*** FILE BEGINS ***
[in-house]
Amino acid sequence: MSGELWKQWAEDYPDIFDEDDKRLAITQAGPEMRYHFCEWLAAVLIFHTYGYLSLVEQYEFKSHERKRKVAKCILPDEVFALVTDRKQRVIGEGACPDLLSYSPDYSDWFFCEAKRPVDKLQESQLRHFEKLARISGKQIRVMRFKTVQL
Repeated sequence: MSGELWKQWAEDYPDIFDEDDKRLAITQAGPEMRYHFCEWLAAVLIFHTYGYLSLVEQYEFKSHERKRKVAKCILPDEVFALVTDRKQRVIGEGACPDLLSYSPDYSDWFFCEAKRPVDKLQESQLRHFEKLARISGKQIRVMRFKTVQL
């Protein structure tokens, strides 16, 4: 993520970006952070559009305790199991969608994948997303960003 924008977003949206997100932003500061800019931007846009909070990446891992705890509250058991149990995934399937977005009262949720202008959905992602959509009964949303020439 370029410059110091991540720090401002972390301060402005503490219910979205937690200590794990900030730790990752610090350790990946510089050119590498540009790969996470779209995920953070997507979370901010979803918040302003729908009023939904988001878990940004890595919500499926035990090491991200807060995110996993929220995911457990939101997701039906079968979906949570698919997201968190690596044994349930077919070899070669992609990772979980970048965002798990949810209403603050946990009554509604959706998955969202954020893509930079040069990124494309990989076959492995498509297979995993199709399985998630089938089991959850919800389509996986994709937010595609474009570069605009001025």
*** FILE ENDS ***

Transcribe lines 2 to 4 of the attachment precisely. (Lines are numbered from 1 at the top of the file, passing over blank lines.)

Amino acid sequence: MSGELWKQWAEDYPDIFDEDDKRLAITQAGPEMRYHFCEWLAAVLIFHTYGYLSLVEQYEFKSHERKRKVAKCILPDEVFALVTDRKQRVIGEGACPDLLSYSPDYSDWFFCEAKRPVDKLQESQLRHFEKLARISGKQIRVMRFKTVQL
Repeated sequence: MSGELWKQWAEDYPDIFDEDDKRLAITQAGPEMRYHFCEWLAAVLIFHTYGYLSLVEQYEFKSHERKRKVAKCILPDEVFALVTDRKQRVIGEGACPDLLSYSPDYSDWFFCEAKRPVDKLQESQLRHFEKLARISGKQIRVMRFKTVQL
């Protein structure tokens, strides 16, 4: 993520970006952070559009305790199991969608994948997303960003 924008977003949206997100932003500061800019931007846009909070990446891992705890509250058991149990995934399937977005009262949720202008959905992602959509009964949303020439 370029410059110091991540720090401002972390301060402005503490219910979205937690200590794990900030730790990752610090350790990946510089050119590498540009790969996470779209995920953070997507979370901010979803918040302003729908009023939904988001878990940004890595919500499926035990090491991200807060995110996993929220995911457990939101997701039906079968979906949570698919997201968190690596044994349930077919070899070669992609990772979980970048965002798990949810209403603050946990009554509604959706998955969202954020893509930079040069990124494309990989076959492995498509297979995993199709399985998630089938089991959850919800389509996986994709937010595609474009570069605009001025």